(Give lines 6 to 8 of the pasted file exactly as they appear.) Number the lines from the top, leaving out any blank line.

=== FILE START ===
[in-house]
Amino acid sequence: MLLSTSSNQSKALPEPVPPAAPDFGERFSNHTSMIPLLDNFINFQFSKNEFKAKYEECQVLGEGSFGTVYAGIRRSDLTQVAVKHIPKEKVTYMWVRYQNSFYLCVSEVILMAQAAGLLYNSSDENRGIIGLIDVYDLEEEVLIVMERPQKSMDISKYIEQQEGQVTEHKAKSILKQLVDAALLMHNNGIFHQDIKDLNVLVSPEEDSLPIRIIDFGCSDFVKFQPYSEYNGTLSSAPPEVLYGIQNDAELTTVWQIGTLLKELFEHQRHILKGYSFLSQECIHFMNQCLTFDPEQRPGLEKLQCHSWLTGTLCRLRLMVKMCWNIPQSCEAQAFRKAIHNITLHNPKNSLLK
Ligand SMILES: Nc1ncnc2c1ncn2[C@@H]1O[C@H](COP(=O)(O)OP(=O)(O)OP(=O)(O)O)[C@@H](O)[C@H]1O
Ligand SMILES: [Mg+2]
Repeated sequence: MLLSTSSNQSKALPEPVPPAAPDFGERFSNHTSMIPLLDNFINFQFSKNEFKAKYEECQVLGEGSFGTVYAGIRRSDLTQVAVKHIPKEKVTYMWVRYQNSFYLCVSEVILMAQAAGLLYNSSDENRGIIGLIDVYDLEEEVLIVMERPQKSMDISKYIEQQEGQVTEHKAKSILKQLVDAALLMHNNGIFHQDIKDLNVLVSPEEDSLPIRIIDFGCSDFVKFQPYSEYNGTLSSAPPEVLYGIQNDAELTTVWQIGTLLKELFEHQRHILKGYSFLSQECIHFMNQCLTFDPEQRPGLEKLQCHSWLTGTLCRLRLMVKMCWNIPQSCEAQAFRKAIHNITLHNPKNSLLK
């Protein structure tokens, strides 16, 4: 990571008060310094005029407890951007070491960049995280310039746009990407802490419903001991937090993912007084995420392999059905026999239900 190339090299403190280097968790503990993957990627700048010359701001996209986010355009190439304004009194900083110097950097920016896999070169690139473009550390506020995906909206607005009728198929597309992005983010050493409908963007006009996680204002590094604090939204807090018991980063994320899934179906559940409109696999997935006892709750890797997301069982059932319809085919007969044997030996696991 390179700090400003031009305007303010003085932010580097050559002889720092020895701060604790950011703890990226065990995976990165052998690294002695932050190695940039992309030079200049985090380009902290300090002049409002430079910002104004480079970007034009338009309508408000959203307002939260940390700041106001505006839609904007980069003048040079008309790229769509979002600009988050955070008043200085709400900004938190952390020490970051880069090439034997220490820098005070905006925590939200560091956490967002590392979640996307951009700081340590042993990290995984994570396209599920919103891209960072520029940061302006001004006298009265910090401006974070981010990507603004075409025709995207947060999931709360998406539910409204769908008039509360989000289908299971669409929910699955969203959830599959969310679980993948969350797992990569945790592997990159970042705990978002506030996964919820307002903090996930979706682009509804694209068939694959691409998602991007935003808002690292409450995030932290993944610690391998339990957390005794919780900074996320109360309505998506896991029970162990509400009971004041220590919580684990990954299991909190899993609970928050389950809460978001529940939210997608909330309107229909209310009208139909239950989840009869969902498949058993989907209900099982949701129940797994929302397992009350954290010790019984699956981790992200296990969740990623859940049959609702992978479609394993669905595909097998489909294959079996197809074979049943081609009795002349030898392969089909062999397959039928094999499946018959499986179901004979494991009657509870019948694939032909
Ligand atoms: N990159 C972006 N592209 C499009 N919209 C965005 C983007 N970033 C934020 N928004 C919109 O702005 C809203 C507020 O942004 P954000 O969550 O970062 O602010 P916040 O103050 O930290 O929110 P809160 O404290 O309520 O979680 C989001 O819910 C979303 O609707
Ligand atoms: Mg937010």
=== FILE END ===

């Protein structure tokens, strides 16, 4: 990571008060310094005029407890951007070491960049995280310039746009990407802490419903001991937090993912007084995420392999059905026999239900 190339090299403190280097968790503990993957990627700048010359701001996209986010355009190439304004009194900083110097950097920016896999070169690139473009550390506020995906909206607005009728198929597309992005983010050493409908963007006009996680204002590094604090939204807090018991980063994320899934179906559940409109696999997935006892709750890797997301069982059932319809085919007969044997030996696991 390179700090400003031009305007303010003085932010580097050559002889720092020895701060604790950011703890990226065990995976990165052998690294002695932050190695940039992309030079200049985090380009902290300090002049409002430079910002104004480079970007034009338009309508408000959203307002939260940390700041106001505006839609904007980069003048040079008309790229769509979002600009988050955070008043200085709400900004938190952390020490970051880069090439034997220490820098005070905006925590939200560091956490967002590392979640996307951009700081340590042993990290995984994570396209599920919103891209960072520029940061302006001004006298009265910090401006974070981010990507603004075409025709995207947060999931709360998406539910409204769908008039509360989000289908299971669409929910699955969203959830599959969310679980993948969350797992990569945790592997990159970042705990978002506030996964919820307002903090996930979706682009509804694209068939694959691409998602991007935003808002690292409450995030932290993944610690391998339990957390005794919780900074996320109360309505998506896991029970162990509400009971004041220590919580684990990954299991909190899993609970928050389950809460978001529940939210997608909330309107229909209310009208139909239950989840009869969902498949058993989907209900099982949701129940797994929302397992009350954290010790019984699956981790992200296990969740990623859940049959609702992978479609394993669905595909097998489909294959079996197809074979049943081609009795002349030898392969089909062999397959039928094999499946018959499986179901004979494991009657509870019948694939032909
Ligand atoms: N990159 C972006 N592209 C499009 N919209 C965005 C983007 N970033 C934020 N928004 C919109 O702005 C809203 C507020 O942004 P954000 O969550 O970062 O602010 P916040 O103050 O930290 O929110 P809160 O404290 O309520 O979680 C989001 O819910 C979303 O609707
Ligand atoms: Mg937010």